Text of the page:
Helen Lyashenko leads the London chapter for the Amazon Women in Engineering affinity group

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Its an exciting life for an Amazon Software Development Manager

It's an exciting life for an Amazon Software Development Manager

 March 12, 2019

Helen Lyashenko is a Software Development Manager at Amazon. Below, we learn more about Helen as a woman of many passions who leads the London chapter of the Amazon Women in Engineering affinity group.

An advocate for gender equality

As a Software Development Manager in the Alexa team, Helen's role is to manage a team of four engineers whose aim is to improve Alexa’s question-answering abilities through multimedia.

“We work on devices equipped with a screen, like the Echo Show,” Helen explains. “Working on this kind of product is really cool. What we do is changing the way people live.”

Helen is also an advocate for gender equality. She is the head of the London chapter of Amazon Women in Engineering (AWE), a global employee-led organisation who strive to increase diversity in technical roles.

“Technology is changing the world. There is a great opportunity for women to contribute,” explains Helen.

Pursuing her dreams

Helen moved from Canada to the UK in 2015 to pursue a double dream: working on Alexa’s innovative technology and living in London, which for her is the best city in the world.

Her passion for diversity comes from personal experience.

“As a kid, I was always good at maths and physics. At 12, I started playing around with code: I had my own website before blogs were even a thing,” she says. However, at first Helen was reluctant to follow a career in computer sciences (CS) as “that was for boys,” she says.

After taking her first CS classes in high school and briefly considering becoming an art historian, Helen decided to pursue her passion for science and started a CS course at Waterloo University.

“At the beginning it was intimidating,” she says. “There were only a handful of female students in my class, and most of our male classmates seemed much more confident. These guys sounded as if they had been building computers since they were five: what was I doing there? I felt out of place.”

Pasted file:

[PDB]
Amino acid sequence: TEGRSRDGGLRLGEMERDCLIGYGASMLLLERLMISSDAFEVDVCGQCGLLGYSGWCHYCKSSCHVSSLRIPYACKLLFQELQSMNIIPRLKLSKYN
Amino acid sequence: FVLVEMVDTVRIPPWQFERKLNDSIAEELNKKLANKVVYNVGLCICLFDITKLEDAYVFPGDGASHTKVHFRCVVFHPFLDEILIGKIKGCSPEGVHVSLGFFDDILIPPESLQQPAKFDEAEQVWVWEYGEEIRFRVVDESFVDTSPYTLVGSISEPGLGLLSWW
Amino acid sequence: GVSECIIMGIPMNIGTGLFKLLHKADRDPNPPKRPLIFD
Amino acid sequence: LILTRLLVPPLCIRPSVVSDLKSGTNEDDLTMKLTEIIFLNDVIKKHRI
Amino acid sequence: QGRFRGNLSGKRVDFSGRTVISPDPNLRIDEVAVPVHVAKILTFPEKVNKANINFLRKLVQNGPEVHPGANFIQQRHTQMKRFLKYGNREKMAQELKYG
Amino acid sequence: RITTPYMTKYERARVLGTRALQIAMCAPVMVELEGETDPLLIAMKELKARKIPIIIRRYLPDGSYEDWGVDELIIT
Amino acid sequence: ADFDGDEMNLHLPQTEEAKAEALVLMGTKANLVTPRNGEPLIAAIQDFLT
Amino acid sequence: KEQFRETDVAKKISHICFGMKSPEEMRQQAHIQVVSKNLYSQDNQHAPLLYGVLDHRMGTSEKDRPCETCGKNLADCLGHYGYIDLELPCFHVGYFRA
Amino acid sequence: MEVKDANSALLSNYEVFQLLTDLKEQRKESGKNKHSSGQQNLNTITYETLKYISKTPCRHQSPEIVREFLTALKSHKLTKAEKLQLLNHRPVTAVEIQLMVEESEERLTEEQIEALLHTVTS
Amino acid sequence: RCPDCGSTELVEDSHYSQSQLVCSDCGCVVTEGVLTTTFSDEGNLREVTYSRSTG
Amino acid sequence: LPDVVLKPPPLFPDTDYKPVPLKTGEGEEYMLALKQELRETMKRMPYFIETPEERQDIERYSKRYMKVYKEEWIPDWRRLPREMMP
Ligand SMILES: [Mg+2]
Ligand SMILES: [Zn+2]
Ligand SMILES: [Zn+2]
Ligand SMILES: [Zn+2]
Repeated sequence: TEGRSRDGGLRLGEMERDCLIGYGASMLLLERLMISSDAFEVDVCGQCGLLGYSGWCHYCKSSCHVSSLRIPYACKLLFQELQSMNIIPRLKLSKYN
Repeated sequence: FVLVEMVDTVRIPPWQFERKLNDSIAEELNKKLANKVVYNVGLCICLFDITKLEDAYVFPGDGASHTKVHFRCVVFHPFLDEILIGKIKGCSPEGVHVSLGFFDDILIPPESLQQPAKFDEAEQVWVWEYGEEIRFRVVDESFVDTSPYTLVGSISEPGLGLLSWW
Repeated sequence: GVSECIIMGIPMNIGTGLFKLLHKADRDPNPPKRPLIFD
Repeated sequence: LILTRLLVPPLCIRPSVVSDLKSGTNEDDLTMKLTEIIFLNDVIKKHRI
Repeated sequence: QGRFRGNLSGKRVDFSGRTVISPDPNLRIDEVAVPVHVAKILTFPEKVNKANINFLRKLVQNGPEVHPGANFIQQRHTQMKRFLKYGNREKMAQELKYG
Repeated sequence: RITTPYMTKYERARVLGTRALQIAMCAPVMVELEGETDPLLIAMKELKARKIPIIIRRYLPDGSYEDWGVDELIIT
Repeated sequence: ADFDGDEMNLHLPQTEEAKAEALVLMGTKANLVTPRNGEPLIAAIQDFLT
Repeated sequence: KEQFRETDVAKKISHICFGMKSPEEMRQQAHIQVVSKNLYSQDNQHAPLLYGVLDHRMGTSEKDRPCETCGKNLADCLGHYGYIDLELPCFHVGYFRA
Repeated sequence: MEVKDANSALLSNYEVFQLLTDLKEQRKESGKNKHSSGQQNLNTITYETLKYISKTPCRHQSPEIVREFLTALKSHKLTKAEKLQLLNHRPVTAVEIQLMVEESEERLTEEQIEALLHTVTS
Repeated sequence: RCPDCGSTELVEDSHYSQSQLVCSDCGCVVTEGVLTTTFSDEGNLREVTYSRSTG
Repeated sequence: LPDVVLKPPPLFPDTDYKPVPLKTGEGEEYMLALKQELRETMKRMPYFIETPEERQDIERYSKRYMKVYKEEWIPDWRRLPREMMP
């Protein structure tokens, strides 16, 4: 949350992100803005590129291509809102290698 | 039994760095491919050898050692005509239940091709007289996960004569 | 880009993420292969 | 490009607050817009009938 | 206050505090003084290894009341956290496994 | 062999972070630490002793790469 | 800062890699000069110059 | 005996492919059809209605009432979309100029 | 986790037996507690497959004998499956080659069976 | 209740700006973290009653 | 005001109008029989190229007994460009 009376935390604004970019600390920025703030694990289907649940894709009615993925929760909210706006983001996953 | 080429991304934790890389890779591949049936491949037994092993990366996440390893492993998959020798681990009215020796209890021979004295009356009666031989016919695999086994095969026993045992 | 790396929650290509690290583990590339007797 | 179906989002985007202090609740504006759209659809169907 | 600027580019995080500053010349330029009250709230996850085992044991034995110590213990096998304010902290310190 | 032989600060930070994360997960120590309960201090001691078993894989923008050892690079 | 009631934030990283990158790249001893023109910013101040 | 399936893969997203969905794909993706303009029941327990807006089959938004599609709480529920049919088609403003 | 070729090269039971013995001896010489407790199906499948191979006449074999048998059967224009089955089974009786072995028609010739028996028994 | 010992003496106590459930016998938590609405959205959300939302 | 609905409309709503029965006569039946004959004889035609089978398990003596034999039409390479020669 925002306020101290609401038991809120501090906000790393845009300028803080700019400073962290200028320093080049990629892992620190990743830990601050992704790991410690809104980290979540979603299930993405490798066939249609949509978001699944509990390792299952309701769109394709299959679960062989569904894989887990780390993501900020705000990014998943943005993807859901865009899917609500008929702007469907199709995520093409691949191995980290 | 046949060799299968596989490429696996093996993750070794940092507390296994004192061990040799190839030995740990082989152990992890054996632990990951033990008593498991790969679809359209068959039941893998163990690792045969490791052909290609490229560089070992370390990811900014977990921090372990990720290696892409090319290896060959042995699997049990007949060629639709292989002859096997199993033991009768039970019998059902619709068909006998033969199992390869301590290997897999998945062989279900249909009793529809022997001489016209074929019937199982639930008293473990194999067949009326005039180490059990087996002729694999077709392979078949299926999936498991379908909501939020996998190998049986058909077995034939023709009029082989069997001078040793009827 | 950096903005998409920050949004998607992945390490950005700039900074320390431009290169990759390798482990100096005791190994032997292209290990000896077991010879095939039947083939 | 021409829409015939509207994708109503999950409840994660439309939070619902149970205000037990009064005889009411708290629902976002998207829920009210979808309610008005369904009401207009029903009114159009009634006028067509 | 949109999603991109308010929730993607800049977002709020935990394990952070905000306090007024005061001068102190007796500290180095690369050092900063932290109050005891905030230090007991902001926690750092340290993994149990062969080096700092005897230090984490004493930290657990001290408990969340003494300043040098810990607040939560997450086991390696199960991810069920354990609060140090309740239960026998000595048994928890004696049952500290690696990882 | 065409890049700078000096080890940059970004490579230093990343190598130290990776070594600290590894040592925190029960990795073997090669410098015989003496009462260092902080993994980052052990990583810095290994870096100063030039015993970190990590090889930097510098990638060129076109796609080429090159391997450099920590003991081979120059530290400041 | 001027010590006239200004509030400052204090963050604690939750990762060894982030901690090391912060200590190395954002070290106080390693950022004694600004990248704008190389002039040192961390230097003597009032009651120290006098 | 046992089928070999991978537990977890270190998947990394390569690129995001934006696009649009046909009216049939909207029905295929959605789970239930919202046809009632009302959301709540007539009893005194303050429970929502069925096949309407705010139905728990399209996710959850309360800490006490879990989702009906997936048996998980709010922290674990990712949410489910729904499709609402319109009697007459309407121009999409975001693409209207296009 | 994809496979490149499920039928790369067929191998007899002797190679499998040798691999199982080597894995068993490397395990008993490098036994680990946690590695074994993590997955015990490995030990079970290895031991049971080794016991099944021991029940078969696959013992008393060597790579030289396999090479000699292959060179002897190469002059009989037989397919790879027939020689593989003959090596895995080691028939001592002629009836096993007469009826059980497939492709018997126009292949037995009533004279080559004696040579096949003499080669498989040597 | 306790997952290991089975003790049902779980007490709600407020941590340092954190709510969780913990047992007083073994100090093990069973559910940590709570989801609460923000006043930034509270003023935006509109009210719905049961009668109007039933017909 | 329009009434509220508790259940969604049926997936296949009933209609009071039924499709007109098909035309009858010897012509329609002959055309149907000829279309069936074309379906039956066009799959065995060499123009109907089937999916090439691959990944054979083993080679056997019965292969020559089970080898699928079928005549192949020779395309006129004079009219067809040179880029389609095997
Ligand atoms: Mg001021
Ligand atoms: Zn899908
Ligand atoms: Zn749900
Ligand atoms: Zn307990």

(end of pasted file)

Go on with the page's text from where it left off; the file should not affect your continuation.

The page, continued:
Gaining confidence in her field

Although she had doubts, Helen really loved solving problems and coding and discovered she was good at it.

“As time passed, I gained confidence and began to ignore the impostor syndrome. It slowly went away, especially once I got my job at Amazon and found so many opportunities to contribute. By then, I knew I could make my own career path,” she says.

For Helen, it also helped seeing women in executive positions.

“There were several women among my managers, directors, vice presidents. If you cannot see what you can become, it’s harder to have that dream,” adds Helen.

Amazon’s culture of innovation

Helen immediately loved Amazon’s culture of innovation.

Amazon hires leaders, people that have ideas and want to make an impact. Everybody is encouraged to speak up and get things done: we’d rather you asked for forgiveness than for permission, and if an idea is good, it doesn’t matter who’s conceived it. It’s empowering,” she says.

Promoting diversity in STEM

As a manager, Helen actively encourages diversity by establishing a team with a 50/50 gender split and through her work with the affinity group.

“AWE’s mission is simple: we want Amazon to be the best place to work for technical women,” she explains.

The group has created many initiatives whose focus is to build an internal community providing support and advocating for the needs of female employees in technical roles. It’s also active on the external outreach front through encouraging girls to pursue STEM careers.

“If just one girl decides to go into STEM thanks to our efforts, then I will have done my job,” says Helen.

Optimistic about the future

Amazon has recently launched Amazon Amplify in the UK, a programme designed to increase the number of women in technology and innovation roles across its UK business. The programme is supported by findings of research done in collaboration with WISE, the campaign for gender balance in science, technology and engineering. The consultation was created to help understand the obstacles to increasing diversity across industries, and help make a roadmap for companies to follow in improving gender diversity at all levels.

Helen’s views of the future are optimistic.

“The culture is evolving, I think we are getting there. I really hope so: careers in technology and science are extremely rewarding, and women should feel as entitled to these opportunities as men do,” she adds.

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Disclosure: Where Women Work researches and publishes insightful evidence about how its paid member organizations support women's equality.

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